There are two ways to get rent control. The easiest but weakest is for your City Council to enact it, as Los Angeles did. The hardest but strongest is where tenants organize and put rent control on the ballot by getting petition signatures [and then the voters approve it], like Santa Monica did. Both of these require tenant voting clout, that a large number of tenants are registered to vote, do vote in the local election, and all vote together. If the City Council enacts it, it would be an ordinance [city law], but the voters can make it a Charter Amendment [a city constitutional change, more powerful].

    Your first step would be to go to the City Council meeting, and during the Oral Presentation portion [or whatever public input is called there], you tell them about the problem and ask if they are considering enacting rent control [like Beverly Hills, Palm Springs, San Francisco, Santa Monica, and other high class towns have], or at least Just Cause Eviction, like Glendale [a notoriously conservative town] has. You want to mention these towns in your presentation, since their first knee-jerk reaction is that “rent control destroys cities,” but they can hardly say that about those cities.

    They say whatever publicly, but you then make an appointment with them individually to see where they personally stand and how far they would go. You might find that Just Cause Eviction is not objectionable, and that they might even agree with paying relocation assistance for tenants of buildings being demolished or going through major rehabilitation or termite fumigation. Avoid being confrontational with them. They don’t want to offend the landlord contributors to their campaigns, but may be sympathetic enough to put their political toe into the water. If you get a majority of them to privately approve of something, one of them has to introduce the idea in public discussion.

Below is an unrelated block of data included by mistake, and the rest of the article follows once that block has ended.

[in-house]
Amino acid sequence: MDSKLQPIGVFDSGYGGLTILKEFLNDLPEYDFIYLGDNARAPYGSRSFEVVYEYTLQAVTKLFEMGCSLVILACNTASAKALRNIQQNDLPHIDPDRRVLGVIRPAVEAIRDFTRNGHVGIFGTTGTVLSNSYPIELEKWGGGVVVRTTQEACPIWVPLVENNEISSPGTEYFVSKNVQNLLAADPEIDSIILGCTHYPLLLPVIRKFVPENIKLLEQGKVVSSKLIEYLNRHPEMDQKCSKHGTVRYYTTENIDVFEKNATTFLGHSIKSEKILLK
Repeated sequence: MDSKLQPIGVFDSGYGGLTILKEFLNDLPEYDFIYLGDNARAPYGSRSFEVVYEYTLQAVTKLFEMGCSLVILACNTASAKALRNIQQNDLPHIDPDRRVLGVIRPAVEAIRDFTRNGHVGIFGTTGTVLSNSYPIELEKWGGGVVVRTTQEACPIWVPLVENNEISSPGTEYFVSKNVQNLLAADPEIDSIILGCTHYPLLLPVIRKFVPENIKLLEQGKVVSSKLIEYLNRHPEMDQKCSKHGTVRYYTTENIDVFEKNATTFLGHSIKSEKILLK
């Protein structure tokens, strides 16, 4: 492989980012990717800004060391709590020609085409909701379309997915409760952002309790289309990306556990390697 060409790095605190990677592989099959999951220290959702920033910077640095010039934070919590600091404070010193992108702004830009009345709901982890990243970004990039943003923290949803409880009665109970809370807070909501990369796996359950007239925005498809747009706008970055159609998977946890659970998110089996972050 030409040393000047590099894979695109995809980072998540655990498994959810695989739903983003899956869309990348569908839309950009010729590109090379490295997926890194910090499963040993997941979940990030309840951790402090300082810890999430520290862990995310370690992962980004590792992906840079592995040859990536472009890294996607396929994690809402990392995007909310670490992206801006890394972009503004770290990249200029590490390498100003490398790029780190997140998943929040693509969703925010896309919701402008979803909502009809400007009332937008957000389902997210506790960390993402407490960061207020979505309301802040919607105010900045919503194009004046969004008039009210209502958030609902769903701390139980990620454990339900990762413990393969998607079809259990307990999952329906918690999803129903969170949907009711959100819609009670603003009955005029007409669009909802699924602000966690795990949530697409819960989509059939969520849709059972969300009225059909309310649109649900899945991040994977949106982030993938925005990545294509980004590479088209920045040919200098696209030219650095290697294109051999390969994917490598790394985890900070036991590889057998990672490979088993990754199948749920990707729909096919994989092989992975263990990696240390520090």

If the City Council is going to enact something, they want to be heroes for doing it, even if it’s short of rent control. While they are getting ready to take that step, you’ll want to be in touch with the local newspaper to talk about your plan to organize tenants for better legal protections. Once you’re in the news, other tenants will start to contact you, and you can form a group that can all go the City Council and amplify what you have said. This public clamor then triggers the City Council’s response to take action, and you’re on your way.  The group thanks the City Council for their concern and they get to see the public reaction to that.  If it’s a good reaction, they are encouraged to do more.